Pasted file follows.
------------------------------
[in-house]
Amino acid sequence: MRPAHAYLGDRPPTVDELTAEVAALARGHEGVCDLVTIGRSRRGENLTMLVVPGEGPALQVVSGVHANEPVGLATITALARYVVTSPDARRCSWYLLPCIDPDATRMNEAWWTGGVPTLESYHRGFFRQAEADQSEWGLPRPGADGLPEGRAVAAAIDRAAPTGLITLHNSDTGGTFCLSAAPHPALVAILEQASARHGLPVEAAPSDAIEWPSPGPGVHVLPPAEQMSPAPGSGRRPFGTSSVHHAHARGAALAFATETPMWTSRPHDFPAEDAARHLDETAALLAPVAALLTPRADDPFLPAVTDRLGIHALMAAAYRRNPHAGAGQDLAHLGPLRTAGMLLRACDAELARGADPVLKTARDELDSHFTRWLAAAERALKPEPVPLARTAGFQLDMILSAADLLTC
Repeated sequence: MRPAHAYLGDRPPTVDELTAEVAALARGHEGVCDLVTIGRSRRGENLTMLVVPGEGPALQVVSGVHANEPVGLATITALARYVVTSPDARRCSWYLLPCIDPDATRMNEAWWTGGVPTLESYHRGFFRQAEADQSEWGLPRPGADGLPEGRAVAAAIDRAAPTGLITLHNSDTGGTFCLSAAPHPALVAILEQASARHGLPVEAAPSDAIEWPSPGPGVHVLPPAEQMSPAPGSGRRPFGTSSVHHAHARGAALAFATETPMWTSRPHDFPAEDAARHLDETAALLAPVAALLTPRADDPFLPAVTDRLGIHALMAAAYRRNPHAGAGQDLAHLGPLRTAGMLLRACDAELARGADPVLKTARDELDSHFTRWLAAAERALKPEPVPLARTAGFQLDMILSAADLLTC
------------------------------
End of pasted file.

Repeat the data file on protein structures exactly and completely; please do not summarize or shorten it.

[in-house]
Amino acid sequence: MRPAHAYLGDRPPTVDELTAEVAALARGHEGVCDLVTIGRSRRGENLTMLVVPGEGPALQVVSGVHANEPVGLATITALARYVVTSPDARRCSWYLLPCIDPDATRMNEAWWTGGVPTLESYHRGFFRQAEADQSEWGLPRPGADGLPEGRAVAAAIDRAAPTGLITLHNSDTGGTFCLSAAPHPALVAILEQASARHGLPVEAAPSDAIEWPSPGPGVHVLPPAEQMSPAPGSGRRPFGTSSVHHAHARGAALAFATETPMWTSRPHDFPAEDAARHLDETAALLAPVAALLTPRADDPFLPAVTDRLGIHALMAAAYRRNPHAGAGQDLAHLGPLRTAGMLLRACDAELARGADPVLKTARDELDSHFTRWLAAAERALKPEPVPLARTAGFQLDMILSAADLLTC
Repeated sequence: MRPAHAYLGDRPPTVDELTAEVAALARGHEGVCDLVTIGRSRRGENLTMLVVPGEGPALQVVSGVHANEPVGLATITALARYVVTSPDARRCSWYLLPCIDPDATRMNEAWWTGGVPTLESYHRGFFRQAEADQSEWGLPRPGADGLPEGRAVAAAIDRAAPTGLITLHNSDTGGTFCLSAAPHPALVAILEQASARHGLPVEAAPSDAIEWPSPGPGVHVLPPAEQMSPAPGSGRRPFGTSSVHHAHARGAALAFATETPMWTSRPHDFPAEDAARHLDETAALLAPVAALLTPRADDPFLPAVTDRLGIHALMAAAYRRNPHAGAGQDLAHLGPLRTAGMLLRACDAELARGADPVLKTARDELDSHFTRWLAAAERALKPEPVPLARTAGFQLDMILSAADLLTC